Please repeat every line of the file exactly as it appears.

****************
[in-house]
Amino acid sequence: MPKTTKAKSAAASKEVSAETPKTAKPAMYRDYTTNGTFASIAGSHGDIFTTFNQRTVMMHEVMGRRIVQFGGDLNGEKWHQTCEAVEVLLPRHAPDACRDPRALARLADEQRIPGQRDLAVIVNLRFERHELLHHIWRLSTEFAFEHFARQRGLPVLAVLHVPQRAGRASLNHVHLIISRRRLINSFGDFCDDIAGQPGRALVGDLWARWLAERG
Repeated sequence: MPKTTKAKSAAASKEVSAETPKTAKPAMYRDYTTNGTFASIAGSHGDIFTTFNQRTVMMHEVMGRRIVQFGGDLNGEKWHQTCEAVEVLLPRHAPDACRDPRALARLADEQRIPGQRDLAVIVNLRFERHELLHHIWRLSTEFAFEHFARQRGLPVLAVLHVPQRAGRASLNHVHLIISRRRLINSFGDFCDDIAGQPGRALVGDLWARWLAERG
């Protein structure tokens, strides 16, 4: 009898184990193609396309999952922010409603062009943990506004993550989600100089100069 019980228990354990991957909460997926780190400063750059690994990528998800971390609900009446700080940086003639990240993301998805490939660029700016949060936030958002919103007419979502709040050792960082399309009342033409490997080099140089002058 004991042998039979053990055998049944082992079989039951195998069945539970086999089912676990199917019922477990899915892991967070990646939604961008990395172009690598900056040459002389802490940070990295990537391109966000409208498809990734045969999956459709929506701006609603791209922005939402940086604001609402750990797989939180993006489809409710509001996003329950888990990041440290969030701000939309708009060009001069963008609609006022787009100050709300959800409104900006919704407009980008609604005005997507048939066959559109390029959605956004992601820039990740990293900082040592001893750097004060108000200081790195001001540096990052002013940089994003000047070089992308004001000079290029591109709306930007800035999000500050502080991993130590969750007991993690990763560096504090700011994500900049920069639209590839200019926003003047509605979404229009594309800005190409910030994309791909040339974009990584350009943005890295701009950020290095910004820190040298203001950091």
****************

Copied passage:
[in-house]
Amino acid sequence: MPKTTKAKSAAASKEVSAETPKTAKPAMYRDYTTNGTFASIAGSHGDIFTTFNQRTVMMHEVMGRRIVQFGGDLNGEKWHQTCEAVEVLLPRHAPDACRDPRALARLADEQRIPGQRDLAVIVNLRFERHELLHHIWRLSTEFAFEHFARQRGLPVLAVLHVPQRAGRASLNHVHLIISRRRLINSFGDFCDDIAGQPGRALVGDLWARWLAERG
Repeated sequence: MPKTTKAKSAAASKEVSAETPKTAKPAMYRDYTTNGTFASIAGSHGDIFTTFNQRTVMMHEVMGRRIVQFGGDLNGEKWHQTCEAVEVLLPRHAPDACRDPRALARLADEQRIPGQRDLAVIVNLRFERHELLHHIWRLSTEFAFEHFARQRGLPVLAVLHVPQRAGRASLNHVHLIISRRRLINSFGDFCDDIAGQPGRALVGDLWARWLAERG
């Protein structure tokens, strides 16, 4: 009898184990193609396309999952922010409603062009943990506004993550989600100089100069 019980228990354990991957909460997926780190400063750059690994990528998800971390609900009446700080940086003639990240993301998805490939660029700016949060936030958002919103007419979502709040050792960082399309009342033409490997080099140089002058 004991042998039979053990055998049944082992079989039951195998069945539970086999089912676990199917019922477990899915892991967070990646939604961008990395172009690598900056040459002389802490940070990295990537391109966000409208498809990734045969999956459709929506701006609603791209922005939402940086604001609402750990797989939180993006489809409710509001996003329950888990990041440290969030701000939309708009060009001069963008609609006022787009100050709300959800409104900006919704407009980008609604005005997507048939066959559109390029959605956004992601820039990740990293900082040592001893750097004060108000200081790195001001540096990052002013940089994003000047070089992308004001000079290029591109709306930007800035999000500050502080991993130590969750007991993690990763560096504090700011994500900049920069639209590839200019926003003047509605979404229009594309800005190409910030994309791909040339974009990584350009943005890295701009950020290095910004820190040298203001950091």